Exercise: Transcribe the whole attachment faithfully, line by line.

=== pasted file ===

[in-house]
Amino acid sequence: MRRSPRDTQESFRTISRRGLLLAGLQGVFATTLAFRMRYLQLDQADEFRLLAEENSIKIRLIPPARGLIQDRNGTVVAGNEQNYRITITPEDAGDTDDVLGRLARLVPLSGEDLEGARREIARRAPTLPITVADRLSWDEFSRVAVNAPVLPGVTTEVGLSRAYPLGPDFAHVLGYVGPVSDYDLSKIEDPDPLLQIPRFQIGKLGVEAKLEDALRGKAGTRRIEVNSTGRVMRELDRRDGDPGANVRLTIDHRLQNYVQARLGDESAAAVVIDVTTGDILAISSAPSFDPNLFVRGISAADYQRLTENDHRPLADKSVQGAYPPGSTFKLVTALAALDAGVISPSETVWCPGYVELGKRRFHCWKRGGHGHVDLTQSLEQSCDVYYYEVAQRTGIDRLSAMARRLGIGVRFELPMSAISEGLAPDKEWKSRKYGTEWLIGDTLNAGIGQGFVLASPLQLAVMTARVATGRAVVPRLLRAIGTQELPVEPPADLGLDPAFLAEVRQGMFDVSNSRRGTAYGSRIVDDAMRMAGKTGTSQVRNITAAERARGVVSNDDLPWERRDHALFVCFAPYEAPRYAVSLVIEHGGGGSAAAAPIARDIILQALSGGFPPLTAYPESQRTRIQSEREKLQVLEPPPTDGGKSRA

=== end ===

[in-house]
Amino acid sequence: MRRSPRDTQESFRTISRRGLLLAGLQGVFATTLAFRMRYLQLDQADEFRLLAEENSIKIRLIPPARGLIQDRNGTVVAGNEQNYRITITPEDAGDTDDVLGRLARLVPLSGEDLEGARREIARRAPTLPITVADRLSWDEFSRVAVNAPVLPGVTTEVGLSRAYPLGPDFAHVLGYVGPVSDYDLSKIEDPDPLLQIPRFQIGKLGVEAKLEDALRGKAGTRRIEVNSTGRVMRELDRRDGDPGANVRLTIDHRLQNYVQARLGDESAAAVVIDVTTGDILAISSAPSFDPNLFVRGISAADYQRLTENDHRPLADKSVQGAYPPGSTFKLVTALAALDAGVISPSETVWCPGYVELGKRRFHCWKRGGHGHVDLTQSLEQSCDVYYYEVAQRTGIDRLSAMARRLGIGVRFELPMSAISEGLAPDKEWKSRKYGTEWLIGDTLNAGIGQGFVLASPLQLAVMTARVATGRAVVPRLLRAIGTQELPVEPPADLGLDPAFLAEVRQGMFDVSNSRRGTAYGSRIVDDAMRMAGKTGTSQVRNITAAERARGVVSNDDLPWERRDHALFVCFAPYEAPRYAVSLVIEHGGGGSAAAAPIARDIILQALSGGFPPLTAYPESQRTRIQSEREKLQVLEPPPTDGGKSRA